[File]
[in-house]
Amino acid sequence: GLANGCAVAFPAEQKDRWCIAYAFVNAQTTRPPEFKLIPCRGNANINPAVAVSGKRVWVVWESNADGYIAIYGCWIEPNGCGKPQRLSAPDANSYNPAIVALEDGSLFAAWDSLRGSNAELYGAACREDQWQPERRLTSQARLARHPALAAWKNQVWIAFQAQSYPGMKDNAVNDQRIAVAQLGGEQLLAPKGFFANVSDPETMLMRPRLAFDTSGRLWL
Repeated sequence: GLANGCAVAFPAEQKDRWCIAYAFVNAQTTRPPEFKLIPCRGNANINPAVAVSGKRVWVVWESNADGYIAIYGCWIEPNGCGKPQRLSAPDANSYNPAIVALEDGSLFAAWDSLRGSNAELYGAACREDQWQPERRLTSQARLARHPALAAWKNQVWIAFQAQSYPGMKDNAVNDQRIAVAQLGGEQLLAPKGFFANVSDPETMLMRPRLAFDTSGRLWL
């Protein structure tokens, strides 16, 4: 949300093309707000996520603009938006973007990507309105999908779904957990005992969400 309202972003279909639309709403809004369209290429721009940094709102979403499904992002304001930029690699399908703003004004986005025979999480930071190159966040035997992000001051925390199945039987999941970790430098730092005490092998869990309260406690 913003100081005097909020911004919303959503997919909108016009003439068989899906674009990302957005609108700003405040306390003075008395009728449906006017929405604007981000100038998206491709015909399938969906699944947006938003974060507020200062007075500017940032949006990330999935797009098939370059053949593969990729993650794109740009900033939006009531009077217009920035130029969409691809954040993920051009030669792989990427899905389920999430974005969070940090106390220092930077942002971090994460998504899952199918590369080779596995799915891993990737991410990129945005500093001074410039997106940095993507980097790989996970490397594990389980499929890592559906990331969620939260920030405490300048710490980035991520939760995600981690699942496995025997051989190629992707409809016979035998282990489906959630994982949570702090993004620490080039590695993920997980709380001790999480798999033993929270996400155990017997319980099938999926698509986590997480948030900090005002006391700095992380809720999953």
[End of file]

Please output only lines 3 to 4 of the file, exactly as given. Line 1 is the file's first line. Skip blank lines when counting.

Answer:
Repeated sequence: GLANGCAVAFPAEQKDRWCIAYAFVNAQTTRPPEFKLIPCRGNANINPAVAVSGKRVWVVWESNADGYIAIYGCWIEPNGCGKPQRLSAPDANSYNPAIVALEDGSLFAAWDSLRGSNAELYGAACREDQWQPERRLTSQARLARHPALAAWKNQVWIAFQAQSYPGMKDNAVNDQRIAVAQLGGEQLLAPKGFFANVSDPETMLMRPRLAFDTSGRLWL
């Protein structure tokens, strides 16, 4: 949300093309707000996520603009938006973007990507309105999908779904957990005992969400 309202972003279909639309709403809004369209290429721009940094709102979403499904992002304001930029690699399908703003004004986005025979999480930071190159966040035997992000001051925390199945039987999941970790430098730092005490092998869990309260406690 913003100081005097909020911004919303959503997919909108016009003439068989899906674009990302957005609108700003405040306390003075008395009728449906006017929405604007981000100038998206491709015909399938969906699944947006938003974060507020200062007075500017940032949006990330999935797009098939370059053949593969990729993650794109740009900033939006009531009077217009920035130029969409691809954040993920051009030669792989990427899905389920999430974005969070940090106390220092930077942002971090994460998504899952199918590369080779596995799915891993990737991410990129945005500093001074410039997106940095993507980097790989996970490397594990389980499929890592559906990331969620939260920030405490300048710490980035991520939760995600981690699942496995025997051989190629992707409809016979035998282990489906959630994982949570702090993004620490080039590695993920997980709380001790999480798999033993929270996400155990017997319980099938999926698509986590997480948030900090005002006391700095992380809720999953």